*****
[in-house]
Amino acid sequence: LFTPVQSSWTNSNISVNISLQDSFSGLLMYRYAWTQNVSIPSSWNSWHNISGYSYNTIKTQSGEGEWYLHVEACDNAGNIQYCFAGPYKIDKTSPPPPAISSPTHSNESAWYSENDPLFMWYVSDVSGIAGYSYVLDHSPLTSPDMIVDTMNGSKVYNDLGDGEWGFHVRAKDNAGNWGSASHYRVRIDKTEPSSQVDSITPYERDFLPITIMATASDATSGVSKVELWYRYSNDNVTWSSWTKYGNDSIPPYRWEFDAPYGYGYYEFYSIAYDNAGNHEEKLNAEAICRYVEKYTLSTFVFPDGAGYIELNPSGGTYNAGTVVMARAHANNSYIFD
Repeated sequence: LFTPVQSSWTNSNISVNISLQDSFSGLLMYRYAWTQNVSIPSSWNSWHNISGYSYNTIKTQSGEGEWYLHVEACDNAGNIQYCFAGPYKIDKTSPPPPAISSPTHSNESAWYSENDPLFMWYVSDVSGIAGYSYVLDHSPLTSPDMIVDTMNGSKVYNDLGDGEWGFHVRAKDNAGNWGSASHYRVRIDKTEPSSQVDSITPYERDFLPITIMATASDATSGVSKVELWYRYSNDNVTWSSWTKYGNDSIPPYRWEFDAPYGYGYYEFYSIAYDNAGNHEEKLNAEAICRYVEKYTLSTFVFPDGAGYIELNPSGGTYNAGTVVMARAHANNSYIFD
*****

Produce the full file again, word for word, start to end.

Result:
[in-house]
Amino acid sequence: LFTPVQSSWTNSNISVNISLQDSFSGLLMYRYAWTQNVSIPSSWNSWHNISGYSYNTIKTQSGEGEWYLHVEACDNAGNIQYCFAGPYKIDKTSPPPPAISSPTHSNESAWYSENDPLFMWYVSDVSGIAGYSYVLDHSPLTSPDMIVDTMNGSKVYNDLGDGEWGFHVRAKDNAGNWGSASHYRVRIDKTEPSSQVDSITPYERDFLPITIMATASDATSGVSKVELWYRYSNDNVTWSSWTKYGNDSIPPYRWEFDAPYGYGYYEFYSIAYDNAGNHEEKLNAEAICRYVEKYTLSTFVFPDGAGYIELNPSGGTYNAGTVVMARAHANNSYIFD
Repeated sequence: LFTPVQSSWTNSNISVNISLQDSFSGLLMYRYAWTQNVSIPSSWNSWHNISGYSYNTIKTQSGEGEWYLHVEACDNAGNIQYCFAGPYKIDKTSPPPPAISSPTHSNESAWYSENDPLFMWYVSDVSGIAGYSYVLDHSPLTSPDMIVDTMNGSKVYNDLGDGEWGFHVRAKDNAGNWGSASHYRVRIDKTEPSSQVDSITPYERDFLPITIMATASDATSGVSKVELWYRYSNDNVTWSSWTKYGNDSIPPYRWEFDAPYGYGYYEFYSIAYDNAGNHEEKLNAEAICRYVEKYTLSTFVFPDGAGYIELNPSGGTYNAGTVVMARAHANNSYIFD